Imagine that you’d never heard of Zora Neale Hurston, Rebecca Harding Davis, or Jo Sinclair. Imagine that you’d never heard of any but three or four women novelists. That’s largely what the world of English literature looked like before The Feminist Press.
Founded by Florence Howe in 1970, The Feminist Press was begun as a reaction to the near total absence of published works by and about women. Howe, then an assistant professor of English at Goucher College for women in Maryland, had been trying for several years to teach what had yet to be called “Women’s Studies.” The problem was that there weren’t any texts to teach from. The Feminist Press was Howe’s activist solution: she decided that she herself would create classroom texts (and role model material) for young women writers.
Howe recalls that, in those early years, “None of us knew that there even existed this ocean of women writers. Their work had simply been ignored. In the ’60’s, you couldn’t even buy a paperback of Virginia Woolf s classic, Mrs. Dalloway.” Twenty five years later. The Feminist Press has published over 150 titles, including the first non-sexist children’s books, and the first series of non-European international women’s writing. “Many of the authors that we were the first to publish in the ’70’s are now required college reading in the ’90’s,” Howe says proudly.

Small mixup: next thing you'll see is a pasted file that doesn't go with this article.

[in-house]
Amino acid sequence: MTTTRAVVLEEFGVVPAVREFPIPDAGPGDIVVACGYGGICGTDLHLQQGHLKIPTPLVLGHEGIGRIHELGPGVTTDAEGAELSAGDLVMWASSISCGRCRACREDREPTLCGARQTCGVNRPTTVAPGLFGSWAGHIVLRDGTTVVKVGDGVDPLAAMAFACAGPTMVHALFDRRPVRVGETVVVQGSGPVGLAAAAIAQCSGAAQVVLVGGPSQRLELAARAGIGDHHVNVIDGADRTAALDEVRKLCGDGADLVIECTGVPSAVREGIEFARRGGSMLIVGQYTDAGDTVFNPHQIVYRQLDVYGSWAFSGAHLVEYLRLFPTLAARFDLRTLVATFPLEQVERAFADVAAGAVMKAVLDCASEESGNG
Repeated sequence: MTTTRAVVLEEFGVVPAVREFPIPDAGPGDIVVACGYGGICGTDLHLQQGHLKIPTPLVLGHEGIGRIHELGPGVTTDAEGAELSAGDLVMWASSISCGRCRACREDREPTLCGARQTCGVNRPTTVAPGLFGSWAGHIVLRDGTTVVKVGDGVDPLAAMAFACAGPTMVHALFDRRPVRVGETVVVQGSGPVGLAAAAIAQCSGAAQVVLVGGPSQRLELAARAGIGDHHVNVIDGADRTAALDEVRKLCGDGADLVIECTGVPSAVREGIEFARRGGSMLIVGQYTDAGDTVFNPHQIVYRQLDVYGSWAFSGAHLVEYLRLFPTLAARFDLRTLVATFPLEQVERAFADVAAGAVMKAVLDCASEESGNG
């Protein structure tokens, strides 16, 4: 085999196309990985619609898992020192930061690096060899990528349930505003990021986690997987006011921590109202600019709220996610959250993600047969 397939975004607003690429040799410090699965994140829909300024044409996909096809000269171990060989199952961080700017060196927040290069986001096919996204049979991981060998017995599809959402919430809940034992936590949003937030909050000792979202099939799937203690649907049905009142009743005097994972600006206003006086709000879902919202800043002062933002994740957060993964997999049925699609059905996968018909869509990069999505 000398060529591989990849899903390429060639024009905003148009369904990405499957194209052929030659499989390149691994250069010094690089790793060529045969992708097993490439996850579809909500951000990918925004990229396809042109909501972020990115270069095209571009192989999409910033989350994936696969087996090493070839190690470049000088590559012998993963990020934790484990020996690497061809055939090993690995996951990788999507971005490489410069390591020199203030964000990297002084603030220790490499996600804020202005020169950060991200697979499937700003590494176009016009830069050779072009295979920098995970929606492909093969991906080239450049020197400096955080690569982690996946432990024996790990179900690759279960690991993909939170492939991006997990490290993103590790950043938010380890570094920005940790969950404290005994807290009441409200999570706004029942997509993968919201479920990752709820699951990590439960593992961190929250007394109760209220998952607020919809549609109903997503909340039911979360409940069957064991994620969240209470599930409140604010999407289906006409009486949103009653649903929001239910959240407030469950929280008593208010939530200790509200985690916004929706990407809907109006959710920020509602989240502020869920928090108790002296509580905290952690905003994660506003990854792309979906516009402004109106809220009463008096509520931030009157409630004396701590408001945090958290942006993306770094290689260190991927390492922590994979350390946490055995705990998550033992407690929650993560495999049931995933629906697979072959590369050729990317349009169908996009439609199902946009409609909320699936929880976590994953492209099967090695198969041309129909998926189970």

In honor of its anniversary. The Feminist Press is hosting several events, including a celebration of its Midwest authors (September 30 at the Minneapolis Public Library) and a New York City “Literary Dinner Theater” hosted by Gloria Steinem (at Hunter College on October 30).
They’re also kicking off four new book series—on music, travel, peace, and Jews. The latter series, funded in memory of Helen Rose Scheuer, begins with the publication of Bella Cohen Spewack’s story of her immigrant childhood in the early 1900’s, Streets: A Memoir of the Lower East Side. Next in the Jewish women series will be The Mamie Papers, a fascinating turn-of-the- century exchange of letters between a young Jewish prostitute in Philadelphia and the Boston woman who mentored her. Third in line is a collection of short stories by Latin American Jews.
When asked how she feels now that the Feminist Press is 25, Howe laughs. “Mostly I’m surprised. I never thought we would keep going indefinitely. I thought other publishers would begin doing this work and we would become obsolete.” As for the future, she told me (a young feminist writer), “This could still all disappear. All these women were visible in their day, and their works were lost. They could be lost again. There’s still lots of work to be done, and young people like you will have to carry it on.”